Thanks to Jason Neyers for the info.
Monday, December 12, 2011
The Pennsylvania Record reports a Philadelphia jury awarded three women a collective $72.6 million against Pfizer; the plaintiffs alleged that their breast cancer was caused by hormone therapy medications manufactured by Wyeth since acquired by Pfizer.
Saturday, December 10, 2011
R3's Co-Reporters, Michael Green (Wake Forest) and William Powers (Texas), defend the Restatement's treatment of indivisible injury in a response to a note by the editor-in-chief of the Texas Law Review, Michael Raupp. You can find it all here.
Friday, December 9, 2011
ABC News/AP reports that the State of Indiana has offered various settlement amounts to victims of the state fair stage collapse. Victims have until Monday to accept the offers. State law caps the state's liability at a total of $5 million.
Thursday, December 8, 2011
In my Torts class, we discuss consent to intentional torts in, among other contexts, sports -- in particular hockey. Given the interesting evident difference between what is technically prohibited and what is generally accepted as part of the game, it's a nice foundation for a conversation. Add to that the New York Times extensively-researched look at hockey through the life, and death, of "enforcer" Derek Boogaard. Certainly worth a read.
Tuesday, December 6, 2011
Ellen Pryor (SMU) has posted to SSRN Peculiar Risk in American Tort Law. The abstract provides:
American tort law includes a significant strand of liability tied to an intriguing concept variously termed “peculiar risk,” “special danger,” and “special risk inherent in the work,” among others. Peculiar risk presents a basis for liability different from other standards or actions that trigger liability in tort law - it is different from intent, recklessness, negligence, nuisance, and abnormally dangerous activity. Both England and the United States endorsed versions of the doctrine in the late nineteenth and early twentieth centuries. Yet, by 1965, American and English tort law had sharply diverged on the doctrine. American courts continued to apply it; meanwhile, the doctrine had been severely limited in England and rejected in several other common law countries.
The divide between the American approach and treatment of the doctrine outside the U.S. is a puzzle. In countries that have rejected or severely limited the doctrine, the critiques have included decisional indeterminacy and shaky historical and normative justifications. Yet a doctrine subject to these criticisms elsewhere has remained well accepted in the United States in the last thirty years - a thirty-year period characterized by extensive tort reform across the bandwidth of tort law.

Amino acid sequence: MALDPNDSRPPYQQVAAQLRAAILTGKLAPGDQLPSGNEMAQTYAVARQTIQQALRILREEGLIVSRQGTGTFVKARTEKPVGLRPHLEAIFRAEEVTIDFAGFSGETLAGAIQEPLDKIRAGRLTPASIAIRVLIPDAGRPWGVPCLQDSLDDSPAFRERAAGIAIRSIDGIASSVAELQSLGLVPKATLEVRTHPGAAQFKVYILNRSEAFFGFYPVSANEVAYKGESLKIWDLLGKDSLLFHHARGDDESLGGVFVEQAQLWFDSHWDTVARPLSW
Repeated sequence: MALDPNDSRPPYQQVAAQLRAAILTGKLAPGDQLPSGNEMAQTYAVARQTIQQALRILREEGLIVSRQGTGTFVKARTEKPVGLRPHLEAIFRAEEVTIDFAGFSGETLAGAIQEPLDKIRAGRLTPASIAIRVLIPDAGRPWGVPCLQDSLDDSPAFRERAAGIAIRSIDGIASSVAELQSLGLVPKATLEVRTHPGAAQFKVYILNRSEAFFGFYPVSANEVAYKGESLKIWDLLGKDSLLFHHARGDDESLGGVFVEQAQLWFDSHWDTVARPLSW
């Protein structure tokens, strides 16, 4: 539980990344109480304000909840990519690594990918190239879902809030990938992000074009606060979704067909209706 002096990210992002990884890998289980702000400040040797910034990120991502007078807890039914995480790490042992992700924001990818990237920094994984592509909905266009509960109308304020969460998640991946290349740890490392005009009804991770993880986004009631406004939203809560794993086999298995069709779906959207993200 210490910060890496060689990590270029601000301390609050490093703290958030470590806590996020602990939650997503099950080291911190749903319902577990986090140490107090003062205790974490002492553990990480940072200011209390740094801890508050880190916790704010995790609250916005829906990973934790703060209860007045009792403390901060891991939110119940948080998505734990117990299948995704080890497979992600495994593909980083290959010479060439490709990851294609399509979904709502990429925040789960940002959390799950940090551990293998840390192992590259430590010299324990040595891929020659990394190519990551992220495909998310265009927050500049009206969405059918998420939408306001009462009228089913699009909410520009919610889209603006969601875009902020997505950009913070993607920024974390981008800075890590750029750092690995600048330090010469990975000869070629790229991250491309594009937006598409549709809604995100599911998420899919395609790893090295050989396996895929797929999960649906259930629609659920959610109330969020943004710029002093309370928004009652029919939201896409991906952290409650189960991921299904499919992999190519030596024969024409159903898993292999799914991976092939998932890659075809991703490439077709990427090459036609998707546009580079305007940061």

This Article explores three points about this divide between American tort law and the tort law of other common law countries: when and how the divide occurred; why this doctrine - whose breadth and indeterminacy spelled its disfavor elsewhere - remained well-accepted in America despite the intensity and duration of American tort reform; and whether the American version of the doctrine offers lessons for tort law outside the United States.
Summers v. Tice is an iconic first-year Torts case. Kyle Graham (Santa Clara), guest blogging at Concurring Opinions, visited the California State Archive and reviewed the old case file. His research provides interesting information on the case background:
Moreover, Tice argued that but for the plaintiff’s own negligence, he could have identified his assailant. Specifically, Tice testified that he had been using No. 6 shot, whereas Simonson had been using No. 7½ shot. The two pellets are of slightly different size, and capable of distinction. Summers himself testified that, although the shot had been given to him after its removal, he could not find it when he looked for the pellets at his home. These facts, if accepted, place a very different spin on the case. One could no longer say that the defendants were in a better position than the plaintiff was to identify who fired the injurious shot, which of course was a key ingredient to the Summers decision.